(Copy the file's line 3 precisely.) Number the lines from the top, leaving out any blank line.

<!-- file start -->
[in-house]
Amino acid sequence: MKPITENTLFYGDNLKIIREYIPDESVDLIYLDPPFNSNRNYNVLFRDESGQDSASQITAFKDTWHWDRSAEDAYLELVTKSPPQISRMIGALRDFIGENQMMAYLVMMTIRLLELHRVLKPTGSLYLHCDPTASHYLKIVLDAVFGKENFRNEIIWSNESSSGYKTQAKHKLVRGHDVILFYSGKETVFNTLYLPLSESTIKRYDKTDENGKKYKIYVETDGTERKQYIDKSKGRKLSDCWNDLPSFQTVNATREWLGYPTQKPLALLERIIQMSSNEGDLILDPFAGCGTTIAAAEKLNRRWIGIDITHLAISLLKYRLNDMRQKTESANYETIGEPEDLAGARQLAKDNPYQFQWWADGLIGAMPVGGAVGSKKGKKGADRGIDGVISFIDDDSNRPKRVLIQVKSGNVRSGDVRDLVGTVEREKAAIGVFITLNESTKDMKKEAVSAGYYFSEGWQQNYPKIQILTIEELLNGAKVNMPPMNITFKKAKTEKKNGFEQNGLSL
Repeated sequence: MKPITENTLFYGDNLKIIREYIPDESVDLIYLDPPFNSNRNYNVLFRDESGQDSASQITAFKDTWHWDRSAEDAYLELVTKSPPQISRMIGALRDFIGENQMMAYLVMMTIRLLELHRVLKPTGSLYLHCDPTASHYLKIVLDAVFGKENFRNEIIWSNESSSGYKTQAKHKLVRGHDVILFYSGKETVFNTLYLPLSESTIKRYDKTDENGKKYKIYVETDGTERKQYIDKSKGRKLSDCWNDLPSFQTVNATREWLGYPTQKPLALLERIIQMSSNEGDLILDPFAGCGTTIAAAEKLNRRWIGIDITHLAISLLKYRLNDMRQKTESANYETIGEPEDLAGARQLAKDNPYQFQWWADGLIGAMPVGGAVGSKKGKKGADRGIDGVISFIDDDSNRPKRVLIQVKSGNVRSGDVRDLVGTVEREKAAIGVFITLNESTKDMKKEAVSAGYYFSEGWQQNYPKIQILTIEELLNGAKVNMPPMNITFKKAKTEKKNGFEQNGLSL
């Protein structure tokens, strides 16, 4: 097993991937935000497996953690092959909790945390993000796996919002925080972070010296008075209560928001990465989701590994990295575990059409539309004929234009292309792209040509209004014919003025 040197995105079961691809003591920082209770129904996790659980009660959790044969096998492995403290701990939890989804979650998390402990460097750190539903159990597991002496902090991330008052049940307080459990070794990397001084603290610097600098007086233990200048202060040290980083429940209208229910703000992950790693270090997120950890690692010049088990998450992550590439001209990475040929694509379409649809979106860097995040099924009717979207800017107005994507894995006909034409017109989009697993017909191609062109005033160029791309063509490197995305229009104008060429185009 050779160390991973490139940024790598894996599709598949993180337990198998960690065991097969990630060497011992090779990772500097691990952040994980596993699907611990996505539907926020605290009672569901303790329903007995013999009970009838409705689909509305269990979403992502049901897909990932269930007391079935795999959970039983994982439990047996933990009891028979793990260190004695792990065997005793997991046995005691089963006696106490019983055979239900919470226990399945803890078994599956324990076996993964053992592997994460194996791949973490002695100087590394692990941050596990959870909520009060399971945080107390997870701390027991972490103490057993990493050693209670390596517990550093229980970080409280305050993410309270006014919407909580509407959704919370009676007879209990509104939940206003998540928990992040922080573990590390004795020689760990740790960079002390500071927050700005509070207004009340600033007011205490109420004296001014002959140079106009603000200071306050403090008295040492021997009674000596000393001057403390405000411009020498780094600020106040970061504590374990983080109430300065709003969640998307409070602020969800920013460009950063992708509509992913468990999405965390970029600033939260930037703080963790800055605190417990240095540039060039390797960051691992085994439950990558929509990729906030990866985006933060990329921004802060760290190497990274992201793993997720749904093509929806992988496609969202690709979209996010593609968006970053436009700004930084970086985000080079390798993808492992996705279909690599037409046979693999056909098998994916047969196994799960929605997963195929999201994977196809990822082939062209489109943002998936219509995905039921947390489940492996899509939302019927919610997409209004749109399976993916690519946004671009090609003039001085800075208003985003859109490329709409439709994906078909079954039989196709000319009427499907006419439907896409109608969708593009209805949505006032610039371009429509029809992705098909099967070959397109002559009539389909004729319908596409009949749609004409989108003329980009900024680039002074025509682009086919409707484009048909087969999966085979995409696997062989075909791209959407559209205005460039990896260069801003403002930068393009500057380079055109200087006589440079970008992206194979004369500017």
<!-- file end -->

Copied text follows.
Repeated sequence: MKPITENTLFYGDNLKIIREYIPDESVDLIYLDPPFNSNRNYNVLFRDESGQDSASQITAFKDTWHWDRSAEDAYLELVTKSPPQISRMIGALRDFIGENQMMAYLVMMTIRLLELHRVLKPTGSLYLHCDPTASHYLKIVLDAVFGKENFRNEIIWSNESSSGYKTQAKHKLVRGHDVILFYSGKETVFNTLYLPLSESTIKRYDKTDENGKKYKIYVETDGTERKQYIDKSKGRKLSDCWNDLPSFQTVNATREWLGYPTQKPLALLERIIQMSSNEGDLILDPFAGCGTTIAAAEKLNRRWIGIDITHLAISLLKYRLNDMRQKTESANYETIGEPEDLAGARQLAKDNPYQFQWWADGLIGAMPVGGAVGSKKGKKGADRGIDGVISFIDDDSNRPKRVLIQVKSGNVRSGDVRDLVGTVEREKAAIGVFITLNESTKDMKKEAVSAGYYFSEGWQQNYPKIQILTIEELLNGAKVNMPPMNITFKKAKTEKKNGFEQNGLSL